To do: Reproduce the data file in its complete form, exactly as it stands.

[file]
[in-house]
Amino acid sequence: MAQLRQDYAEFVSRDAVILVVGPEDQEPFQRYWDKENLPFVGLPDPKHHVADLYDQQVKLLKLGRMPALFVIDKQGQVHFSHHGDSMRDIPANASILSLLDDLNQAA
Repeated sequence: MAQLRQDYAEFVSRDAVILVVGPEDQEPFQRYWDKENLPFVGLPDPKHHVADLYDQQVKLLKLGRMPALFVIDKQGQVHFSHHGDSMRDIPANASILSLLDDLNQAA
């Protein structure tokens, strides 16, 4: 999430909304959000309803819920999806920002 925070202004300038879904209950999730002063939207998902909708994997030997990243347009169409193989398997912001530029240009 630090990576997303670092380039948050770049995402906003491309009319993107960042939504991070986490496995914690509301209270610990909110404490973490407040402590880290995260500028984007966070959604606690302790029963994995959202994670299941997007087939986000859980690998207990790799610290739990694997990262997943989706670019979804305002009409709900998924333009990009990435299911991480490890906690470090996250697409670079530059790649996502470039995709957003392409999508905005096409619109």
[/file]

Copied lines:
[in-house]
Amino acid sequence: MAQLRQDYAEFVSRDAVILVVGPEDQEPFQRYWDKENLPFVGLPDPKHHVADLYDQQVKLLKLGRMPALFVIDKQGQVHFSHHGDSMRDIPANASILSLLDDLNQAA
Repeated sequence: MAQLRQDYAEFVSRDAVILVVGPEDQEPFQRYWDKENLPFVGLPDPKHHVADLYDQQVKLLKLGRMPALFVIDKQGQVHFSHHGDSMRDIPANASILSLLDDLNQAA
């Protein structure tokens, strides 16, 4: 999430909304959000309803819920999806920002 925070202004300038879904209950999730002063939207998902909708994997030997990243347009169409193989398997912001530029240009 630090990576997303670092380039948050770049995402906003491309009319993107960042939504991070986490496995914690509301209270610990909110404490973490407040402590880290995260500028984007966070959604606690302790029963994995959202994670299941997007087939986000859980690998207990790799610290739990694997990262997943989706670019979804305002009409709900998924333009990009990435299911991480490890906690470090996250697409670079530059790649996502470039995709957003392409999508905005096409619109």